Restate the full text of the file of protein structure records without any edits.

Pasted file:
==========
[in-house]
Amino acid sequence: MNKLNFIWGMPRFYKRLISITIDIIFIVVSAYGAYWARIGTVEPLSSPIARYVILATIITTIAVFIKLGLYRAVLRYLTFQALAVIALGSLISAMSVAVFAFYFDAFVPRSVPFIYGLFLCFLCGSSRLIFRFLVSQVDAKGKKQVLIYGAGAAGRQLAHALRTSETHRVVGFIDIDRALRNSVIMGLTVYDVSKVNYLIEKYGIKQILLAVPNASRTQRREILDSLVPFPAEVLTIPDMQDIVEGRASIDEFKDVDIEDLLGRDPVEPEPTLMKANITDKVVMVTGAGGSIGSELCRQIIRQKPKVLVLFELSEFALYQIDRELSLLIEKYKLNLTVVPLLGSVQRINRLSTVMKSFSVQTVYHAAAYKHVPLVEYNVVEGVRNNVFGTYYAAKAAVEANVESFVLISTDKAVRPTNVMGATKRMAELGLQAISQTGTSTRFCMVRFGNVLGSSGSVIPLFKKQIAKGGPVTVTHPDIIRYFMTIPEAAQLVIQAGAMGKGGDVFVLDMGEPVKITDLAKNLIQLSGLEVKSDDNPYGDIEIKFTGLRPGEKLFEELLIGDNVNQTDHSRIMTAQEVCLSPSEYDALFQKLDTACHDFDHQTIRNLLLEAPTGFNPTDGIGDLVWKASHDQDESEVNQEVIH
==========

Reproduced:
[in-house]
Amino acid sequence: MNKLNFIWGMPRFYKRLISITIDIIFIVVSAYGAYWARIGTVEPLSSPIARYVILATIITTIAVFIKLGLYRAVLRYLTFQALAVIALGSLISAMSVAVFAFYFDAFVPRSVPFIYGLFLCFLCGSSRLIFRFLVSQVDAKGKKQVLIYGAGAAGRQLAHALRTSETHRVVGFIDIDRALRNSVIMGLTVYDVSKVNYLIEKYGIKQILLAVPNASRTQRREILDSLVPFPAEVLTIPDMQDIVEGRASIDEFKDVDIEDLLGRDPVEPEPTLMKANITDKVVMVTGAGGSIGSELCRQIIRQKPKVLVLFELSEFALYQIDRELSLLIEKYKLNLTVVPLLGSVQRINRLSTVMKSFSVQTVYHAAAYKHVPLVEYNVVEGVRNNVFGTYYAAKAAVEANVESFVLISTDKAVRPTNVMGATKRMAELGLQAISQTGTSTRFCMVRFGNVLGSSGSVIPLFKKQIAKGGPVTVTHPDIIRYFMTIPEAAQLVIQAGAMGKGGDVFVLDMGEPVKITDLAKNLIQLSGLEVKSDDNPYGDIEIKFTGLRPGEKLFEELLIGDNVNQTDHSRIMTAQEVCLSPSEYDALFQKLDTACHDFDHQTIRNLLLEAPTGFNPTDGIGDLVWKASHDQDESEVNQEVIH